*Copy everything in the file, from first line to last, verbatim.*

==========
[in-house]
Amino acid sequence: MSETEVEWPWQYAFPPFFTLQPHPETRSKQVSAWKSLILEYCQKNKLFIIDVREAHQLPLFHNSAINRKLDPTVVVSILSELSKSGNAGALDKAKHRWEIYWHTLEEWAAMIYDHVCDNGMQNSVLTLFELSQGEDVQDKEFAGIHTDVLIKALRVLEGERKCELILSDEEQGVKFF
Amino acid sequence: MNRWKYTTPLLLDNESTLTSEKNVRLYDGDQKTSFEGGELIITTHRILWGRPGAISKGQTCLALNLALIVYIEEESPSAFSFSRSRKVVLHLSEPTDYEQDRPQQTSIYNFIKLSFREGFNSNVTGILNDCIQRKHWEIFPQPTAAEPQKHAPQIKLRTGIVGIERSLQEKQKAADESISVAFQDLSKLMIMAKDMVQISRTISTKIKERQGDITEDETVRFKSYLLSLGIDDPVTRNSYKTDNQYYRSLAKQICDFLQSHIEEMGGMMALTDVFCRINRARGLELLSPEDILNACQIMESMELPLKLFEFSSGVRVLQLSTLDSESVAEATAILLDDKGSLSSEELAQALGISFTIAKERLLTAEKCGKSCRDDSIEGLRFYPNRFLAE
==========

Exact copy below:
[in-house]
Amino acid sequence: MSETEVEWPWQYAFPPFFTLQPHPETRSKQVSAWKSLILEYCQKNKLFIIDVREAHQLPLFHNSAINRKLDPTVVVSILSELSKSGNAGALDKAKHRWEIYWHTLEEWAAMIYDHVCDNGMQNSVLTLFELSQGEDVQDKEFAGIHTDVLIKALRVLEGERKCELILSDEEQGVKFF
Amino acid sequence: MNRWKYTTPLLLDNESTLTSEKNVRLYDGDQKTSFEGGELIITTHRILWGRPGAISKGQTCLALNLALIVYIEEESPSAFSFSRSRKVVLHLSEPTDYEQDRPQQTSIYNFIKLSFREGFNSNVTGILNDCIQRKHWEIFPQPTAAEPQKHAPQIKLRTGIVGIERSLQEKQKAADESISVAFQDLSKLMIMAKDMVQISRTISTKIKERQGDITEDETVRFKSYLLSLGIDDPVTRNSYKTDNQYYRSLAKQICDFLQSHIEEMGGMMALTDVFCRINRARGLELLSPEDILNACQIMESMELPLKLFEFSSGVRVLQLSTLDSESVAEATAILLDDKGSLSSEELAQALGISFTIAKERLLTAEKCGKSCRDDSIEGLRFYPNRFLAE